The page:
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Nightlife: A Novel Mass Market Paperback – May 29 2007
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From Publishers Weekly
Perry's latest novel reveals an intricate relationship between a ruthless serial killer and the dedicated detective determined to bring her in. Portland homicide detective Catherine Hobbes is investigating the murder of a computer salesman. Evidence suggests that there may have been another victim—a woman known as Tanya Starling—but Hobbes is soon convinced that Starling is in fact the murderer. What follows is a complex game of cat and mouse as Hobbes pursues a killer without conscience who changes her looks and identity with chameleon-like ease. As Hobbes draws closer to her quarry, the tables shift, and the detective becomes the prey. With a cool, calculated delivery, Shelly Frasier supplies just the right tone for this psychological thriller. Easily flipping from one narrative viewpoint to another, Frasier is especially good when expressing Starling's inner thoughts. The scenes where Starling plans and implements her murders are chilling in their cold pragmatism, yet there are moments, such as when Starling flirts with one of her victims over dinner, that are as charming as any romantic comedy. Nicely produced by Tantor, this audiobook makes for excellent listening.
Copyright © Reed Business Information, a division of Reed Elsevier Inc. All rights reserved. --This text refers to an out of print or unavailable edition of this title.
Perry, whose many thrillers have won numerous awards, including an Edgar for The Butcher's Boy (1982), returns with another nail-biter. The center of interest for Portland Homicide is a female serial killer, whom the reader sees in chapters devoted to her as a shape-shifter and a highly skilled manipulator of men and situations. The police catch on to the tip of this iceberg woman when the cousin of an L.A. Mob figure is found shot to death in his home in Portland--two blond hairs matching his girlfriend's are left at the scene. Portland homicide detective Catherine Hobbes uneasily accepts the help of an L.A. private eye known for both his expertise and his arrogance. This novel's intensity comes from the skillful way in which Perry lets readers in on the secrets of the serial killer: we see her change disguises and identities; we see her pick up and destroy men. We see more than the police and the private eye do, as they try to find the woman they suspect killed the Portland man, and as we see her leave that old identity far, far behind. Perry also offers a complex character in detective Catherine Hobbes as she races against the private eye to catch a protean killer. Connie Fletcher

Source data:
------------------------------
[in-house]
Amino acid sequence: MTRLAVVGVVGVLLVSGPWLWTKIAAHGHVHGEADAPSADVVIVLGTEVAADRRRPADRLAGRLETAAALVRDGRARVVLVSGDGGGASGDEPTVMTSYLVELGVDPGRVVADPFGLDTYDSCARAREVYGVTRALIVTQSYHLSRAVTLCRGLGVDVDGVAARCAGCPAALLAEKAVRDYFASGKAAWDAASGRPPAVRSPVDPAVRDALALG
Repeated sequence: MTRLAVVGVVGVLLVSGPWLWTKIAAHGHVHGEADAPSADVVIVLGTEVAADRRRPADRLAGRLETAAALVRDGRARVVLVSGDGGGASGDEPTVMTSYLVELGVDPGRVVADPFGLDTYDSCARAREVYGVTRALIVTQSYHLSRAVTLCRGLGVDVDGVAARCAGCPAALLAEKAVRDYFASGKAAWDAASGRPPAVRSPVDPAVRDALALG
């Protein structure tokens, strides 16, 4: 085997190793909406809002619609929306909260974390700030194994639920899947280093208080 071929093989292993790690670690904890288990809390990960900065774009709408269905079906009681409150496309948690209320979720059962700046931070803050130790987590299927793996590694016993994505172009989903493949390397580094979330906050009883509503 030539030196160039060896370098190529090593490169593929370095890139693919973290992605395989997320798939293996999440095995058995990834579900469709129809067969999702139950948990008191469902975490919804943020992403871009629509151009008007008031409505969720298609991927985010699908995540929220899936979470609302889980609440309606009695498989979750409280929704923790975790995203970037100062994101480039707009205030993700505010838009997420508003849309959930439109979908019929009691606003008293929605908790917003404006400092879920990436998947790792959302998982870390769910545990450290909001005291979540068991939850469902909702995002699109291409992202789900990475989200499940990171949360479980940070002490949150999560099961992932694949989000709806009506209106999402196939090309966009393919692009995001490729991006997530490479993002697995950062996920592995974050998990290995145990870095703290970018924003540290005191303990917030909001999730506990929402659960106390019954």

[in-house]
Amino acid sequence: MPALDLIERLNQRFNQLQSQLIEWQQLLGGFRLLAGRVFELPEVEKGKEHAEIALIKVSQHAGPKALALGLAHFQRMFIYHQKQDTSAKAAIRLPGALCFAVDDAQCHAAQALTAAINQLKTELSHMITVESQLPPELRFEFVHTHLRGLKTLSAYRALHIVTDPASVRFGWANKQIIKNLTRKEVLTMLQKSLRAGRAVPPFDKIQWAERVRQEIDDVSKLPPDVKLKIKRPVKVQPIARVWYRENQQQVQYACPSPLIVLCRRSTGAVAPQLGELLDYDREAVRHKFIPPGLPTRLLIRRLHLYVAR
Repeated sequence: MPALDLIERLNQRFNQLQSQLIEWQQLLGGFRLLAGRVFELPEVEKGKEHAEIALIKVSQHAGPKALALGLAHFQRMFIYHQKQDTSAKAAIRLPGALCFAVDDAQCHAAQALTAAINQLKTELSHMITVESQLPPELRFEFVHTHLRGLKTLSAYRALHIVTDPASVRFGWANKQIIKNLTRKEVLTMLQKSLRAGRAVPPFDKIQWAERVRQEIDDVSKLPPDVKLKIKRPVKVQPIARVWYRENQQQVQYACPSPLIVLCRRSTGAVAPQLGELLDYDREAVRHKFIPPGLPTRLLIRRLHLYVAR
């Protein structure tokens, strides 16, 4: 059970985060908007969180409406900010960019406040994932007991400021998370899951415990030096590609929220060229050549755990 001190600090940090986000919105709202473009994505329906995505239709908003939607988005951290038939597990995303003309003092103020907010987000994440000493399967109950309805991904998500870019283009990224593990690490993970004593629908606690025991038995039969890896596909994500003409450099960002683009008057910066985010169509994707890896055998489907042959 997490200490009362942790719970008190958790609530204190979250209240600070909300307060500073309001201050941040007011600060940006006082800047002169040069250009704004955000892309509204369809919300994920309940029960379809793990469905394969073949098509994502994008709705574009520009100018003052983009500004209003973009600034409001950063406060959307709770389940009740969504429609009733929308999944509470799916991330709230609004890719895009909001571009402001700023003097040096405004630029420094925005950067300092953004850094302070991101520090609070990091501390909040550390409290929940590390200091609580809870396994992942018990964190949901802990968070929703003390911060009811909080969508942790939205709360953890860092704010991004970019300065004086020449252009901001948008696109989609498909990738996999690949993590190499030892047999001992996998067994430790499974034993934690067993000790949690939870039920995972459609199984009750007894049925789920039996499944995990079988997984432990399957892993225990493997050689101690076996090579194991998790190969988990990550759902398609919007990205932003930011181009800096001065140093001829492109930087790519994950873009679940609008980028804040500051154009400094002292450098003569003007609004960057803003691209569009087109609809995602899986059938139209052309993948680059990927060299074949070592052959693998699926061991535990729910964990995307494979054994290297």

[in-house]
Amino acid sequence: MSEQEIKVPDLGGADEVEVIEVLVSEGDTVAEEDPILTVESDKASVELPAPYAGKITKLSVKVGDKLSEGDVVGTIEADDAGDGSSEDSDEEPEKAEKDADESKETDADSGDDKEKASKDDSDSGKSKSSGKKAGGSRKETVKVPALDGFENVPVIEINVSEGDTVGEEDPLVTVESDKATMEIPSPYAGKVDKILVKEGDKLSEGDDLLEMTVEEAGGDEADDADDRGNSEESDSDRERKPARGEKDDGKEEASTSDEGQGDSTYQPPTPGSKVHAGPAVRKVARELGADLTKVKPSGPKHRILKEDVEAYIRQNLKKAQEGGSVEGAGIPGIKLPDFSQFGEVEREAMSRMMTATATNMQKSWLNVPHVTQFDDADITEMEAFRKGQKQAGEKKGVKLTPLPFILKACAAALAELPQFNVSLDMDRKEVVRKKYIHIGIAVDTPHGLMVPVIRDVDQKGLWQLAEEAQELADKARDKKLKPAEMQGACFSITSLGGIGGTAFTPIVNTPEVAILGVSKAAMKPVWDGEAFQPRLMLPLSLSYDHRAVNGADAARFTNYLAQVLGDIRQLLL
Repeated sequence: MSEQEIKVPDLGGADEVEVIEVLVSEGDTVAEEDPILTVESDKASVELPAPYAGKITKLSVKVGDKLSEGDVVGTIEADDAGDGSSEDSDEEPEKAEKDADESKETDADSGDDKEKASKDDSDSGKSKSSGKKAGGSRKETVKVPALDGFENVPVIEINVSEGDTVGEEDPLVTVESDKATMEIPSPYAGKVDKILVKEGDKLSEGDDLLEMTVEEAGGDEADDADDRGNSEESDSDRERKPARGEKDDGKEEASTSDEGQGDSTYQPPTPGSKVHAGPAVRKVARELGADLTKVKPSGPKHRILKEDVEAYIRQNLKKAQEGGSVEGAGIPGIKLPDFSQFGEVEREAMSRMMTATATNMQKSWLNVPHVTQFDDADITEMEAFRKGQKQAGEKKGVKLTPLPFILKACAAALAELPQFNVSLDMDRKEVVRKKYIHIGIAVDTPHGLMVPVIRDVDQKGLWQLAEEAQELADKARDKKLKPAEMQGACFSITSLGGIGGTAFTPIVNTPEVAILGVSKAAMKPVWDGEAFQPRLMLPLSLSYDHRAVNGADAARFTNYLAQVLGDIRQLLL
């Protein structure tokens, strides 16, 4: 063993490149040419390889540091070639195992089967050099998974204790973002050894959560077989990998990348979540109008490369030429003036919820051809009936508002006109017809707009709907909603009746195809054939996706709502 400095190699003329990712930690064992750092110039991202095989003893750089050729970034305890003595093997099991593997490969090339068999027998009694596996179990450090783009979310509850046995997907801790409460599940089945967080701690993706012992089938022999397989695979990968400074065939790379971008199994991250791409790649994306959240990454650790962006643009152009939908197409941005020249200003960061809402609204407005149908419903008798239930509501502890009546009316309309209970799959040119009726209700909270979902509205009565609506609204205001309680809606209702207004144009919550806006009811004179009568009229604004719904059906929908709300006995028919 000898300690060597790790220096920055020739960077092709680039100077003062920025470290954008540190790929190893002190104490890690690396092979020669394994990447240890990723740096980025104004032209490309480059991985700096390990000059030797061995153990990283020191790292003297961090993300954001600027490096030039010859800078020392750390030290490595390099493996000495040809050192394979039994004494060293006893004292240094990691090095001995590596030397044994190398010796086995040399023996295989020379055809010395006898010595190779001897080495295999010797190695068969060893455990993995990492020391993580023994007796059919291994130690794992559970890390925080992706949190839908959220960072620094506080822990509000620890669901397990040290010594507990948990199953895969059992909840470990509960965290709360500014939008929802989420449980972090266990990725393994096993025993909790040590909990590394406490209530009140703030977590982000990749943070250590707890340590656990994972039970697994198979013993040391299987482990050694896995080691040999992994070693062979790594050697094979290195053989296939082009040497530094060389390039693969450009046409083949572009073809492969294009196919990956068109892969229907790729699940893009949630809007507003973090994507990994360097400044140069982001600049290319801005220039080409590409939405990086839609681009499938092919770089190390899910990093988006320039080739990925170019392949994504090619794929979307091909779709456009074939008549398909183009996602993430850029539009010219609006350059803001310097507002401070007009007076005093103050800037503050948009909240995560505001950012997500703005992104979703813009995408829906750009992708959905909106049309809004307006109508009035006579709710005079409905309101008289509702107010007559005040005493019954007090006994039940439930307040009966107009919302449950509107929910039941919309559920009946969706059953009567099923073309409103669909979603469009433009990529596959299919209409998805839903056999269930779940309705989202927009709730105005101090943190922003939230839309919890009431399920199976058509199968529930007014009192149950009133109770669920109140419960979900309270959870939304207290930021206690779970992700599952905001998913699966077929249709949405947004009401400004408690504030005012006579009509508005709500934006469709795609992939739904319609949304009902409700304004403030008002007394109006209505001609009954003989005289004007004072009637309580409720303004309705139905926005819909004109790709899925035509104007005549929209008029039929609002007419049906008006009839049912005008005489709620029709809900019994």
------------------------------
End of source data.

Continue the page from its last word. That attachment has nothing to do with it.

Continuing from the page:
Copyright © American Library Association. All rights reserved --This text refers to the Hardcover edition.
Most Helpful Customer Reviews on Amazon.com (beta)
Hugo Poole is a major crime figure living in LA. When a cousin of his is found murdered in his Oregon home, Poole hires retired detective Joe Pitt to find his cousin's killer. Catherine Hobbes is the Portland homicide detective assigned to the case. As Catherine looks into the killing, she discovers that the killer is a female who has established a relationship with her victim. In fact, the killer is a woman of many identities who has made a habit of dating then killing men. Catherine publicly begins to pursue the killer. Unfortunately, the killer begins to feel boxed in by Catherine and decides to murder her pursuer.
Thomas Perry knows how to weave a compelling tale. Unfortunately, in this latest work, he lacked a certain focus. The plot meandered and quite often his story would wander off on tangents that might lead a reader to wonder about the editing. For example, he describes a minor character with great care and detail over the span of several pages only to kill them off ten pages later. The ending comes so suddenly with virtually no denouement that the reader might be left scratching their head. This is not Thomas Perry's best effort. I would recommend some of his earlier works such as PURSUIT or DEAD AIM which were just republished in attractive trade paperbacks.